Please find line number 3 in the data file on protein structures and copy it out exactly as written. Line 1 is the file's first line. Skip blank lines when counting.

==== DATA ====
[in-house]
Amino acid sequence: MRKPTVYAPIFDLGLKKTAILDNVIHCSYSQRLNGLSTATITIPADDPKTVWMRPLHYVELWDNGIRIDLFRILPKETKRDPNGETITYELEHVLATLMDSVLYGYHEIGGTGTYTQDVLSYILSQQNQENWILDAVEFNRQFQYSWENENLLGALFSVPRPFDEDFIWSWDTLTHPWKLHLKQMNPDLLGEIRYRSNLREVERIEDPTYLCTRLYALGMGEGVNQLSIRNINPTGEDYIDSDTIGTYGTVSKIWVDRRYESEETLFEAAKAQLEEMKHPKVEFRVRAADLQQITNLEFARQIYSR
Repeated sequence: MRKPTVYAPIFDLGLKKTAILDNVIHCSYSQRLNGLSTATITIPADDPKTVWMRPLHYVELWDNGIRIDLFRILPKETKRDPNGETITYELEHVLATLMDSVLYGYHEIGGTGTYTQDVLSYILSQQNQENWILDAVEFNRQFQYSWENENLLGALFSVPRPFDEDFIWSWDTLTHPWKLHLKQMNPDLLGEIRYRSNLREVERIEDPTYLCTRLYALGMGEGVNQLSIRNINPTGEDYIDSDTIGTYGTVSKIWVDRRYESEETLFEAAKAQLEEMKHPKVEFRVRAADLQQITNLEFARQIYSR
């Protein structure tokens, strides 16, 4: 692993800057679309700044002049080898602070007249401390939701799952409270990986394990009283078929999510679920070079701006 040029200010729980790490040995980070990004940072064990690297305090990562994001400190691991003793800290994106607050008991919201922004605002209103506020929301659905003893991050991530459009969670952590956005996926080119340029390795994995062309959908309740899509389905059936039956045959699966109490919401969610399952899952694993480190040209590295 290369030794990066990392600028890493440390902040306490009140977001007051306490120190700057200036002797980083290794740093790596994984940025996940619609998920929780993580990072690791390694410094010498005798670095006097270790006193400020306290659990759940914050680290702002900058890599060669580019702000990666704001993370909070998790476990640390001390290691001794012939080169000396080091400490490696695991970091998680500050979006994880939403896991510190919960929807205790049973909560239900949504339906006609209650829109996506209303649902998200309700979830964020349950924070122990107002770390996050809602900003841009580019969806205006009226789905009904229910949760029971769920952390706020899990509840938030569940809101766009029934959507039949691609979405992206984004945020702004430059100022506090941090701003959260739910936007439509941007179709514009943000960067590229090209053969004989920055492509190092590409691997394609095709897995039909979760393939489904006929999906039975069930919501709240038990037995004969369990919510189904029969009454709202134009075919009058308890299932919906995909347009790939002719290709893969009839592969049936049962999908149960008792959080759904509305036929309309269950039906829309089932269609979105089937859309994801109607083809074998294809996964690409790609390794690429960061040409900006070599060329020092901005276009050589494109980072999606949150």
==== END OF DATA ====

Repeated sequence: MRKPTVYAPIFDLGLKKTAILDNVIHCSYSQRLNGLSTATITIPADDPKTVWMRPLHYVELWDNGIRIDLFRILPKETKRDPNGETITYELEHVLATLMDSVLYGYHEIGGTGTYTQDVLSYILSQQNQENWILDAVEFNRQFQYSWENENLLGALFSVPRPFDEDFIWSWDTLTHPWKLHLKQMNPDLLGEIRYRSNLREVERIEDPTYLCTRLYALGMGEGVNQLSIRNINPTGEDYIDSDTIGTYGTVSKIWVDRRYESEETLFEAAKAQLEEMKHPKVEFRVRAADLQQITNLEFARQIYSR